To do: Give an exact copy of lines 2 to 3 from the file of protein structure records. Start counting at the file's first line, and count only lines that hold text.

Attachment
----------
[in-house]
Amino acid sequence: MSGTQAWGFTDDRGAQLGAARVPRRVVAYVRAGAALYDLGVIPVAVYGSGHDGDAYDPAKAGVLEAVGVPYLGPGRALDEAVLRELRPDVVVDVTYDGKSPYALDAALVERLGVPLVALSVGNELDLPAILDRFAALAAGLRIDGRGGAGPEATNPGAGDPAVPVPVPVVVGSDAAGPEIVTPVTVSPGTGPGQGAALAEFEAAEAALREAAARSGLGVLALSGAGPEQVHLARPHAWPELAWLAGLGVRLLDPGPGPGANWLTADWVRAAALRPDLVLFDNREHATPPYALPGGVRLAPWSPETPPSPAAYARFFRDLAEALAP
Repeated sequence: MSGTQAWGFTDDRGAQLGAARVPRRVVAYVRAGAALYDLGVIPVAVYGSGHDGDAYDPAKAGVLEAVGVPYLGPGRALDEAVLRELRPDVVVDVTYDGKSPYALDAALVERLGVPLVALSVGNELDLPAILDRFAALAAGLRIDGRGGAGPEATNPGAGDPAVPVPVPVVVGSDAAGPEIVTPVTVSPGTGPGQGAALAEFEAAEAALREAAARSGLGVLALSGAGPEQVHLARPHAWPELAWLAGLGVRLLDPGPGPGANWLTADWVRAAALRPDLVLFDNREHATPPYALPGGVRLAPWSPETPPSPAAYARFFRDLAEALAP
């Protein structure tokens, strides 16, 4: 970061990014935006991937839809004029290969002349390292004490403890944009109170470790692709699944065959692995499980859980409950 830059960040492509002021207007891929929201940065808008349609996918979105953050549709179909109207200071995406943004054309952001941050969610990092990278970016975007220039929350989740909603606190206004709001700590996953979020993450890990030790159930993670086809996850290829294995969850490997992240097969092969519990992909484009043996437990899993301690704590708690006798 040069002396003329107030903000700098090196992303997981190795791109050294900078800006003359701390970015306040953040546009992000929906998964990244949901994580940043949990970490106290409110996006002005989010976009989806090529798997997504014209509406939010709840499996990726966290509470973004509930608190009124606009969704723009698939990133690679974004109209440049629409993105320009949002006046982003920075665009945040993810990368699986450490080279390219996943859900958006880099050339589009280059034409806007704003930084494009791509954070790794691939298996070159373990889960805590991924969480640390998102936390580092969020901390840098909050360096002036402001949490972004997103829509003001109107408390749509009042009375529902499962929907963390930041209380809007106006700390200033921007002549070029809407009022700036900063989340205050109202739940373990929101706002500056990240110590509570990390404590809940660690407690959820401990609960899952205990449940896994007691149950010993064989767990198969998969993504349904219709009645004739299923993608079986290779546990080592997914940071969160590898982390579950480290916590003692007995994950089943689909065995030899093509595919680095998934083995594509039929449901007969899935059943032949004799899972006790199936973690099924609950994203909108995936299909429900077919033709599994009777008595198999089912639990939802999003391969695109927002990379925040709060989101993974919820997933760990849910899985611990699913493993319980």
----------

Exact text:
Amino acid sequence: MSGTQAWGFTDDRGAQLGAARVPRRVVAYVRAGAALYDLGVIPVAVYGSGHDGDAYDPAKAGVLEAVGVPYLGPGRALDEAVLRELRPDVVVDVTYDGKSPYALDAALVERLGVPLVALSVGNELDLPAILDRFAALAAGLRIDGRGGAGPEATNPGAGDPAVPVPVPVVVGSDAAGPEIVTPVTVSPGTGPGQGAALAEFEAAEAALREAAARSGLGVLALSGAGPEQVHLARPHAWPELAWLAGLGVRLLDPGPGPGANWLTADWVRAAALRPDLVLFDNREHATPPYALPGGVRLAPWSPETPPSPAAYARFFRDLAEALAP
Repeated sequence: MSGTQAWGFTDDRGAQLGAARVPRRVVAYVRAGAALYDLGVIPVAVYGSGHDGDAYDPAKAGVLEAVGVPYLGPGRALDEAVLRELRPDVVVDVTYDGKSPYALDAALVERLGVPLVALSVGNELDLPAILDRFAALAAGLRIDGRGGAGPEATNPGAGDPAVPVPVPVVVGSDAAGPEIVTPVTVSPGTGPGQGAALAEFEAAEAALREAAARSGLGVLALSGAGPEQVHLARPHAWPELAWLAGLGVRLLDPGPGPGANWLTADWVRAAALRPDLVLFDNREHATPPYALPGGVRLAPWSPETPPSPAAYARFFRDLAEALAP